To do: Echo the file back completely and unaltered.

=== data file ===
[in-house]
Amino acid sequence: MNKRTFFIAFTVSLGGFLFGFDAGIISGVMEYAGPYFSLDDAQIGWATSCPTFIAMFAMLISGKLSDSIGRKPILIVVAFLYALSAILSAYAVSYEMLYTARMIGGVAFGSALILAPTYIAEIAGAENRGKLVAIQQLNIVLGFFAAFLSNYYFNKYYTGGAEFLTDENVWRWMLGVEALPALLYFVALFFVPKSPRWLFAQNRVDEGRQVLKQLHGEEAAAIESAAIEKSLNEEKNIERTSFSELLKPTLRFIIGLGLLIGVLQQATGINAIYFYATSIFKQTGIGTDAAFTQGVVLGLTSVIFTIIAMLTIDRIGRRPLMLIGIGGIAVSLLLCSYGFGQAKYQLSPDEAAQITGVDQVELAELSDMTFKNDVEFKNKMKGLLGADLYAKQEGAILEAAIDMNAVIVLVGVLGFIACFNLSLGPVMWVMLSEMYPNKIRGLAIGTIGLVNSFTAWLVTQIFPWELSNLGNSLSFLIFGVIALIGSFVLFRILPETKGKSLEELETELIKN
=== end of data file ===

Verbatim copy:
[in-house]
Amino acid sequence: MNKRTFFIAFTVSLGGFLFGFDAGIISGVMEYAGPYFSLDDAQIGWATSCPTFIAMFAMLISGKLSDSIGRKPILIVVAFLYALSAILSAYAVSYEMLYTARMIGGVAFGSALILAPTYIAEIAGAENRGKLVAIQQLNIVLGFFAAFLSNYYFNKYYTGGAEFLTDENVWRWMLGVEALPALLYFVALFFVPKSPRWLFAQNRVDEGRQVLKQLHGEEAAAIESAAIEKSLNEEKNIERTSFSELLKPTLRFIIGLGLLIGVLQQATGINAIYFYATSIFKQTGIGTDAAFTQGVVLGLTSVIFTIIAMLTIDRIGRRPLMLIGIGGIAVSLLLCSYGFGQAKYQLSPDEAAQITGVDQVELAELSDMTFKNDVEFKNKMKGLLGADLYAKQEGAILEAAIDMNAVIVLVGVLGFIACFNLSLGPVMWVMLSEMYPNKIRGLAIGTIGLVNSFTAWLVTQIFPWELSNLGNSLSFLIFGVIALIGSFVLFRILPETKGKSLEELETELIKN